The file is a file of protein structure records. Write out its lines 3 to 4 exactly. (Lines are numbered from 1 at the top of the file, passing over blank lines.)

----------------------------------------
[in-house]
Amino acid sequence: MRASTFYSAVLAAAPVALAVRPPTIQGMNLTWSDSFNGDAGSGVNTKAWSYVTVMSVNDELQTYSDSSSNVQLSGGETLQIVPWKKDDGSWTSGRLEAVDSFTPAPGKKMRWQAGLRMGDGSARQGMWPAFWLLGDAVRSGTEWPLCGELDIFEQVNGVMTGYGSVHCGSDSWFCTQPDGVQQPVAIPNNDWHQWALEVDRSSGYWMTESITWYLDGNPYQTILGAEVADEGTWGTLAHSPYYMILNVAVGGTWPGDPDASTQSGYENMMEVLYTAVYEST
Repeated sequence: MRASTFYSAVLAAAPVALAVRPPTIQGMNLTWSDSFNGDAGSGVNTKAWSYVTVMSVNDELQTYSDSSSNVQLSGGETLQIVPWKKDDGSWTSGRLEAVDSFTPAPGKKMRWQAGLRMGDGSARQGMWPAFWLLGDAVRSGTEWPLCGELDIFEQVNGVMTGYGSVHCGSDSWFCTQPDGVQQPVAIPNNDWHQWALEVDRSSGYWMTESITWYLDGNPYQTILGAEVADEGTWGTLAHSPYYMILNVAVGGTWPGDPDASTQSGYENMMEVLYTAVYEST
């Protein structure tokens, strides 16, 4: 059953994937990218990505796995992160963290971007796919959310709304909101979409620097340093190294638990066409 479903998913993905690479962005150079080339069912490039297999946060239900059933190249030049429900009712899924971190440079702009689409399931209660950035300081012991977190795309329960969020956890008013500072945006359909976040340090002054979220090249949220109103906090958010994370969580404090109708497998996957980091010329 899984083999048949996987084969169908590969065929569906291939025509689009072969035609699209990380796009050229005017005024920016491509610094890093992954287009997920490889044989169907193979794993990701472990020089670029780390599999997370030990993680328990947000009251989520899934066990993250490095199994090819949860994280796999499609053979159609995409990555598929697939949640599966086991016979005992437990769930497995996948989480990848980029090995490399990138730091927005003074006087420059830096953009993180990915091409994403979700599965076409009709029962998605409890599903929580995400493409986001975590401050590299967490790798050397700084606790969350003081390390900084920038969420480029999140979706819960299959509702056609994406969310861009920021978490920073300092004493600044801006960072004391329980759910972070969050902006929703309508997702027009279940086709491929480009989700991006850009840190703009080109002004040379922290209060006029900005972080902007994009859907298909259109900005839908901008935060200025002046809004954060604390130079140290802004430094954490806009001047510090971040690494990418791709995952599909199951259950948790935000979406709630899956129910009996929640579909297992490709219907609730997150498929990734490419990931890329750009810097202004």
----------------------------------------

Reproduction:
Repeated sequence: MRASTFYSAVLAAAPVALAVRPPTIQGMNLTWSDSFNGDAGSGVNTKAWSYVTVMSVNDELQTYSDSSSNVQLSGGETLQIVPWKKDDGSWTSGRLEAVDSFTPAPGKKMRWQAGLRMGDGSARQGMWPAFWLLGDAVRSGTEWPLCGELDIFEQVNGVMTGYGSVHCGSDSWFCTQPDGVQQPVAIPNNDWHQWALEVDRSSGYWMTESITWYLDGNPYQTILGAEVADEGTWGTLAHSPYYMILNVAVGGTWPGDPDASTQSGYENMMEVLYTAVYEST
């Protein structure tokens, strides 16, 4: 059953994937990218990505796995992160963290971007796919959310709304909101979409620097340093190294638990066409 479903998913993905690479962005150079080339069912490039297999946060239900059933190249030049429900009712899924971190440079702009689409399931209660950035300081012991977190795309329960969020956890008013500072945006359909976040340090002054979220090249949220109103906090958010994370969580404090109708497998996957980091010329 899984083999048949996987084969169908590969065929569906291939025509689009072969035609699209990380796009050229005017005024920016491509610094890093992954287009997920490889044989169907193979794993990701472990020089670029780390599999997370030990993680328990947000009251989520899934066990993250490095199994090819949860994280796999499609053979159609995409990555598929697939949640599966086991016979005992437990769930497995996948989480990848980029090995490399990138730091927005003074006087420059830096953009993180990915091409994403979700599965076409009709029962998605409890599903929580995400493409986001975590401050590299967490790798050397700084606790969350003081390390900084920038969420480029999140979706819960299959509702056609994406969310861009920021978490920073300092004493600044801006960072004391329980759910972070969050902006929703309508997702027009279940086709491929480009989700991006850009840190703009080109002004040379922290209060006029900005972080902007994009859907298909259109900005839908901008935060200025002046809004954060604390130079140290802004430094954490806009001047510090971040690494990418791709995952599909199951259950948790935000979406709630899956129910009996929640579909297992490709219907609730997150498929990734490419990931890329750009810097202004």